The IRA would have used an even larger bomb but key parts got delayed in the post.
The details stayed secret for 30 years until Cambridge University’s Professor Christopher Andrew was researching a 1,032-page authorised history of MI5.
Subsequent police inquiries established that two parcels, each containing a bomb, had been posted to a Republican militant working on the construction of the terminal.
When the second parcel was delayed in the post, he appears to have panicked, believing that it had been intercepted and his identity exposed.
He fled without collecting either his cards or his bonus pay for two years’ service at the construction site.
He stayed only long enough to plant the first bomb.
The second parcel, containing a 6lb bomb and a 12-day timing device, arrived after his departure and remained uncollected in the construction village post office, until, it was forwarded to, but failed to reach his address in Northern Ireland.
The first barrel of oil came ashore at Sullom Voe on November 25 1978
In 1971, Shell discovered the massive Brent oil field off the north-east coast of Scotland, midway between the Shetland Islands and Norway.
The discovery paved the way for other finds to be uncovered in the area and it soon became clear that a pipeline was needed to transport the crude oil to the nearest landfall.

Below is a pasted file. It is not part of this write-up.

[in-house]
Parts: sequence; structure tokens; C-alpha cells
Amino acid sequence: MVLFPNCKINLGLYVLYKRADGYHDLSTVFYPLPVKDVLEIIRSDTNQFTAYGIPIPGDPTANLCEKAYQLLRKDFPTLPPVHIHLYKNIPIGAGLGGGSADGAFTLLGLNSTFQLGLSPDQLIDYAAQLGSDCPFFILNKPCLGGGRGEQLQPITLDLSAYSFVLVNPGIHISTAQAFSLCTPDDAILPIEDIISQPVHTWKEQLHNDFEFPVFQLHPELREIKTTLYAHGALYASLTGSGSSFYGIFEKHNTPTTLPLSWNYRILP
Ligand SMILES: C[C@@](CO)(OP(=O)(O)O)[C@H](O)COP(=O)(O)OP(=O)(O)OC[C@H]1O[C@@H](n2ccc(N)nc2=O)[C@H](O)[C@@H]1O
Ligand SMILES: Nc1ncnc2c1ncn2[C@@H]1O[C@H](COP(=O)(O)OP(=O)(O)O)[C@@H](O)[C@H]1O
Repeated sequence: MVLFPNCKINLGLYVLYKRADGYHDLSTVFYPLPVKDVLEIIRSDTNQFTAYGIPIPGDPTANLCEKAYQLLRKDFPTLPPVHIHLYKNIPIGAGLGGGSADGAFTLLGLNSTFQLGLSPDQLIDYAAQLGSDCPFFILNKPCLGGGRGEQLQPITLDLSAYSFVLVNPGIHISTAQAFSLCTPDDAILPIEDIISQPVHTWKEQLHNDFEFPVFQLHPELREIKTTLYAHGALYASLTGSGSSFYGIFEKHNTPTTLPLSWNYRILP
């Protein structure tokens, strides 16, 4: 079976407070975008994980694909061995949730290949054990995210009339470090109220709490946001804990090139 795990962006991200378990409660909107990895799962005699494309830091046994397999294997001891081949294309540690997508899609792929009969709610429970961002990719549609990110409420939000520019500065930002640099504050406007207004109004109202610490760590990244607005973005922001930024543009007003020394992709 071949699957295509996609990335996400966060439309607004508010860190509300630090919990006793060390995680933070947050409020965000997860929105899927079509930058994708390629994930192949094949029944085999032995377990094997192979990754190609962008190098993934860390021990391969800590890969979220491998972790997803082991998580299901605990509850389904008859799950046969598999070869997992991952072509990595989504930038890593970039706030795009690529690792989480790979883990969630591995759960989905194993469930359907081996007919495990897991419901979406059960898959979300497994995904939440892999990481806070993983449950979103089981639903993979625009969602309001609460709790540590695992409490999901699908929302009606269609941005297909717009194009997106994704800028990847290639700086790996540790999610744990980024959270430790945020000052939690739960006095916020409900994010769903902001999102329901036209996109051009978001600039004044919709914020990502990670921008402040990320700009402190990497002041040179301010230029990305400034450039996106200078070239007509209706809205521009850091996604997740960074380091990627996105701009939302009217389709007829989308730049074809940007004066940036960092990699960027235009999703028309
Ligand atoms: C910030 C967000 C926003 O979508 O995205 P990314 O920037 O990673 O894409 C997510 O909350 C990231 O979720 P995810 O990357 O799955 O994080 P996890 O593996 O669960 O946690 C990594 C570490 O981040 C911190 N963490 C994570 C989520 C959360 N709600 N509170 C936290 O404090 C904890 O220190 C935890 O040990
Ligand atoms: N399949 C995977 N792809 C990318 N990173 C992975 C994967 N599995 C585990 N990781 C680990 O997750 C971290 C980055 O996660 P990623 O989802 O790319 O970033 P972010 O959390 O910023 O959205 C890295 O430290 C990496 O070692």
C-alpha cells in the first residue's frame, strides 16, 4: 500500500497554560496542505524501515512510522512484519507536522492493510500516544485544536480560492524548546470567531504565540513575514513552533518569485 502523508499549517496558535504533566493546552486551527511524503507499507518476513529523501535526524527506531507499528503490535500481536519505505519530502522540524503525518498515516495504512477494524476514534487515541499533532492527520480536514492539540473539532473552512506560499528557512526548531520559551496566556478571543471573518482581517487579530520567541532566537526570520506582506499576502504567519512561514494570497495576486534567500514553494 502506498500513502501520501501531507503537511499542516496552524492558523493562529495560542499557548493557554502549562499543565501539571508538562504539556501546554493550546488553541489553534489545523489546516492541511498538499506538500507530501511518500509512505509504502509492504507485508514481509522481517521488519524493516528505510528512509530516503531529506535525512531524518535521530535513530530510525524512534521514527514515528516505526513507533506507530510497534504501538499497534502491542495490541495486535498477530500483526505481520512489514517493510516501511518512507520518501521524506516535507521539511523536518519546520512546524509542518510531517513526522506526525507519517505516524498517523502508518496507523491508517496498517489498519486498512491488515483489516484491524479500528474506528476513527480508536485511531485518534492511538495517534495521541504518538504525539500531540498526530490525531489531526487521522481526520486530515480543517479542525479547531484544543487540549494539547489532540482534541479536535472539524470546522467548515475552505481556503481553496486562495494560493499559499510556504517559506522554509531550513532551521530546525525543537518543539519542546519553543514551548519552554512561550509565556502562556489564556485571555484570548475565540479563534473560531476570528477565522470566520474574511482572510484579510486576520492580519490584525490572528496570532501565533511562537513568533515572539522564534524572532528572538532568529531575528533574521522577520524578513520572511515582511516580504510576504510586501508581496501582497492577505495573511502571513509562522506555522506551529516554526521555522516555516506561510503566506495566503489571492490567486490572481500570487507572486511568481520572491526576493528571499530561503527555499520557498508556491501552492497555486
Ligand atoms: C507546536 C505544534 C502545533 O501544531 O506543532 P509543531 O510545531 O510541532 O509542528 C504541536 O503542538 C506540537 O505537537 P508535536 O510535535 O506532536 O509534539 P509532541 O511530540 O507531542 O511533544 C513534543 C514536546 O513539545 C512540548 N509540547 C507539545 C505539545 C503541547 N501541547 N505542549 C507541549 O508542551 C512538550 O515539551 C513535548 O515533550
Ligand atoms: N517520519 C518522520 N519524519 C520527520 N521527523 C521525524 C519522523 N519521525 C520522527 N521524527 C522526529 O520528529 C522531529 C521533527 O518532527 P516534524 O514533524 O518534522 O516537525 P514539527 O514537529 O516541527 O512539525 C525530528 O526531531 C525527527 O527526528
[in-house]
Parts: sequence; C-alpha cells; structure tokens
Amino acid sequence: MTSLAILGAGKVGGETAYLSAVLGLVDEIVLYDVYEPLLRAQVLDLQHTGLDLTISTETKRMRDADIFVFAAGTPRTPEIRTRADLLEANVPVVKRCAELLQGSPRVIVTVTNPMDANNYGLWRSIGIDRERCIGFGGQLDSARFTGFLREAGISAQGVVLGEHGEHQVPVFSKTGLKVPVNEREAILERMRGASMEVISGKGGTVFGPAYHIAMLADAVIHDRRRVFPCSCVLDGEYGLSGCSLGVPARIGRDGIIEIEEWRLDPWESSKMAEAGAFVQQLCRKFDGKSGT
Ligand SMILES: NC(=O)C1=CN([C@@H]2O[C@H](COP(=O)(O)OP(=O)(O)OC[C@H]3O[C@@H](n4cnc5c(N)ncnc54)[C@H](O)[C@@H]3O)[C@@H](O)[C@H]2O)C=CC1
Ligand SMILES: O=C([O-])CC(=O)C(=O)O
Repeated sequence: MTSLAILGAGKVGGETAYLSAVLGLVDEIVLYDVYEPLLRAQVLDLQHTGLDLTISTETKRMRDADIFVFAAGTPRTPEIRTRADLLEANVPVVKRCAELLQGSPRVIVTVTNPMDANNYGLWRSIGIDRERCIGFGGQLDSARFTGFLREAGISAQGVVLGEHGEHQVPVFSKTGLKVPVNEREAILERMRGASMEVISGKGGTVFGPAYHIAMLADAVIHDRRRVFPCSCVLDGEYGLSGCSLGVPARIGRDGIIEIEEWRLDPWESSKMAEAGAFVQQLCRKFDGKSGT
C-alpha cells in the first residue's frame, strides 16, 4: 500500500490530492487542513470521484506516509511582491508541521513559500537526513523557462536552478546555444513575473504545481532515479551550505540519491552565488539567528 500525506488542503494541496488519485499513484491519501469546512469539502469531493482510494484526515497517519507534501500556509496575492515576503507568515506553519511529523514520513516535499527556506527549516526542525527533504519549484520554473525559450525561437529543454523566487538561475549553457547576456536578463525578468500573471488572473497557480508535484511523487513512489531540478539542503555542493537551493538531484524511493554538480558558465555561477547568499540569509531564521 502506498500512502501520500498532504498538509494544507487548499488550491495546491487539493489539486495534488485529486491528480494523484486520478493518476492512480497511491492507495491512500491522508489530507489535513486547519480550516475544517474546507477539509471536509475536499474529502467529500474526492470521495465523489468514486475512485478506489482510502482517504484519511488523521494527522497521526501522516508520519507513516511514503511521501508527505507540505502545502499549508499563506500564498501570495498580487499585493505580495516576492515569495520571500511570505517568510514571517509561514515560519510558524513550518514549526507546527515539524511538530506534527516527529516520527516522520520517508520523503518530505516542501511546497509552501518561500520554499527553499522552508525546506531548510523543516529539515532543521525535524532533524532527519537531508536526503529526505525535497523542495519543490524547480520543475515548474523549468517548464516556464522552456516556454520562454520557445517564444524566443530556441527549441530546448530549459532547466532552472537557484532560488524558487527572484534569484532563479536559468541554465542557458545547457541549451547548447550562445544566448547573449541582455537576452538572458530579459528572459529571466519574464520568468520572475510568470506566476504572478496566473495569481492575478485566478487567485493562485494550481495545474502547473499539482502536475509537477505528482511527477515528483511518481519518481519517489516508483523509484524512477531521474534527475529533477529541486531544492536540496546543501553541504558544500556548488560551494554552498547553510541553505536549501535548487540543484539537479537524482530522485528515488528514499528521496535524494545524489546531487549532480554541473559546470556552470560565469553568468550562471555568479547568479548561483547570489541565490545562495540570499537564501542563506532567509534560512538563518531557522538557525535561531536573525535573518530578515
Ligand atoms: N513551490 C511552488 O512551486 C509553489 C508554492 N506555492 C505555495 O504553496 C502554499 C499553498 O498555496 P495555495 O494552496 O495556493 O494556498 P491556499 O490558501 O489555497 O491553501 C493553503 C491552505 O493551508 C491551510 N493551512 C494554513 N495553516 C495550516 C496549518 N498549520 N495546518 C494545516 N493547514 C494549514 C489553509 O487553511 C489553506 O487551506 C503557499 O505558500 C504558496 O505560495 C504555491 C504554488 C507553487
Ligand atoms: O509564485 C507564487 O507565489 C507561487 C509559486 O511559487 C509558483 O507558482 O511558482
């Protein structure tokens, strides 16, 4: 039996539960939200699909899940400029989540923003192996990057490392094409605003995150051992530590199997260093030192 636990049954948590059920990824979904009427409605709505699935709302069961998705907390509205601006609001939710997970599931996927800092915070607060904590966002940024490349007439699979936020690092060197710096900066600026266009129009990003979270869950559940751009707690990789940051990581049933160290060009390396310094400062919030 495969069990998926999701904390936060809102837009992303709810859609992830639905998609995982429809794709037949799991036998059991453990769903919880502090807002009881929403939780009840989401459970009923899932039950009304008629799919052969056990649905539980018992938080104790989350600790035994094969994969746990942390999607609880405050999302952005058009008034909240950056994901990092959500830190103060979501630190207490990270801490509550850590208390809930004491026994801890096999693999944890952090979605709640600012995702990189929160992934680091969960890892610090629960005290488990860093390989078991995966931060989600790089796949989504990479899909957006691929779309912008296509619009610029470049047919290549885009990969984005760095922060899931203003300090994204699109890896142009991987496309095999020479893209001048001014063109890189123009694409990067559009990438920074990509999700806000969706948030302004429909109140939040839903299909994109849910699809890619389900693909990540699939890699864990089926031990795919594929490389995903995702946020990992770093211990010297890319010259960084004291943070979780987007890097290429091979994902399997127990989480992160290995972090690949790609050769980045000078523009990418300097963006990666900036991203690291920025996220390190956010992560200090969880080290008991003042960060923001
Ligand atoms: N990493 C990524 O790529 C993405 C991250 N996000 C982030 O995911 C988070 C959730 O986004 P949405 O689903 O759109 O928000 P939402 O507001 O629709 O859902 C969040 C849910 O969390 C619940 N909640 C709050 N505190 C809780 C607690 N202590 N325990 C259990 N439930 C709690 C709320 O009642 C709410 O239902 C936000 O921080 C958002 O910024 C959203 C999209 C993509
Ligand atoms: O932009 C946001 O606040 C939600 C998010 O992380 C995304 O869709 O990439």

It led to the creation of Sullom Voe, a terminal which would help change Shetland forever.
It heralded decades of economic prosperity for the north-east of Scotland as the oil boom started.
The first appearance of black gold on November 25 1978 was the culmination of years of work that saw thousands of people – including droves from the UK mainland and beyond – employed on site in one of Europe’s largest construction projects.
Highlighting the sheer magnitude of the project, the construction workforce for the terminal peaked at over 7,000.
Some saw it as a threat to Shetland’s way of life, which had revolved around traditional industries like crofting and fishing, but its knock-on effect to the local economy was substantial.
At its peak in the 1980s, the terminal was processing over 1.5 million barrels of oil a day and by 1997 the six billionth barrel of crude oil was produced at the terminal.
Tucked away between Toft and Sullom, the ageing terminal continues to confound its initial anticipated lifespan of around 25 years and although today it is much quieter, the facility has so far produced over eight billion barrels of oil.